ELLSWORTH — Police Chief Glenn Moshier will ask the City Council for permission next week to create two new corporal positions within the department to help meet supervision needs.
If the council approves the requests at its Jan. 8 meeting, Moshier said the goal would be to promote from within the department’s current roster for the corporals. He said their role would be to provide supervision during the daytime shifts, while the department’s two sergeants would continue to supervise the overnight shifts.
“The need has been there for quite some time,” said Moshier, himself a former sergeant within the department. “In the current schedule, there has been no daytime supervision for patrol officers for years, except what the lieutenant provided.”
The lieutenant’s role has been modified in the past year to work more closely with the department’s detective. The lack of supervision Moshier mentioned has been less of a problem than it might otherwise have been, he said, because the daytime shifts have typically been filled by the most experienced, veteran officers. Those officers, however, are beginning to retire.
“The face of our daytime patrol is changing dramatically,” Moshier said. “We are soon likely to have daytime patrol officers with less than five years of experience.”
Some of the department’s new officers will be coming fresh from the Maine Criminal Justice Academy with little or no previous experience at another police department or law enforcement agency. The Ellsworth Police Department currently requires at least five years of patrol experience for its sergeant’s posts. Moshier said the corporal ranks will require at least three years of patrol experience.
Moshier said the corporals would help younger, less experienced officers because those officers would know they had someone with more experience who they could go to with questions and concerns during their shift. That would also be a comfort for Moshier as chief, who, though he works during the daytime, is kept busy attending to the administrative needs that come with his post.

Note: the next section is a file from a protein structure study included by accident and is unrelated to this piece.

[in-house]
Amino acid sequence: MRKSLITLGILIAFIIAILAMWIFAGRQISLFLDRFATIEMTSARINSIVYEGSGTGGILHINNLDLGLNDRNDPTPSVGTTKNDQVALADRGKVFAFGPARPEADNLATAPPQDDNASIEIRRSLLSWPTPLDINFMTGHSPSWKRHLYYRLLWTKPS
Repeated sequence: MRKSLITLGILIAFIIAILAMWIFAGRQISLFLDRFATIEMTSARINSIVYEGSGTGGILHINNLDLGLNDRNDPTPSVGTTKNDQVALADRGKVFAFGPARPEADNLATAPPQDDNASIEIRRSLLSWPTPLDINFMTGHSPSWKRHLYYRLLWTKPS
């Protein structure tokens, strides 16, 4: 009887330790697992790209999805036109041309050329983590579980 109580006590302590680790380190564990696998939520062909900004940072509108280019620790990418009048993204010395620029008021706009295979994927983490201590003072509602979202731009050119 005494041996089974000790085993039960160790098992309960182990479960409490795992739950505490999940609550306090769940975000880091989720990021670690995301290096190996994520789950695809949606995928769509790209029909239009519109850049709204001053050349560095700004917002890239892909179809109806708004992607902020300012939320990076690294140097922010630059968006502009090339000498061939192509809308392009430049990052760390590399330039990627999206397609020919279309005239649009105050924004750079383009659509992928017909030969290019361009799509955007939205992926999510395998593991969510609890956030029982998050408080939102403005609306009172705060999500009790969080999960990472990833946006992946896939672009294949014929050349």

Moshier said the corporals, if approved, will provide supervision in the same way sergeants do. They will not, however, have any disciplinary responsibility or authority.
If the plan to promote two officers from within goes ahead, it will mean a pay raise for them. Moshier noted he had budgeted for a third sergeant’s position starting Jan. 1, and said the new plan proves more cost-effective than that previous one.
“We can promote two corporals for less than what it would cost for one additional sergeant,” he said.
The Ellsworth Police Department is not the only law enforcement agency to add corporal ranks in recent years. The Maine State Police promoted 23 troopers to the rank of corporal to assist with supervision needs two years ago, and the Waldo County Sheriff’s Office also has corporals within its agency.
Moshier said in addition to helping meet the department’s supervision needs, creating the corporal’s posts also would give new officers something to aspire to if they wish to advance and pursue a long-term career in law enforcement.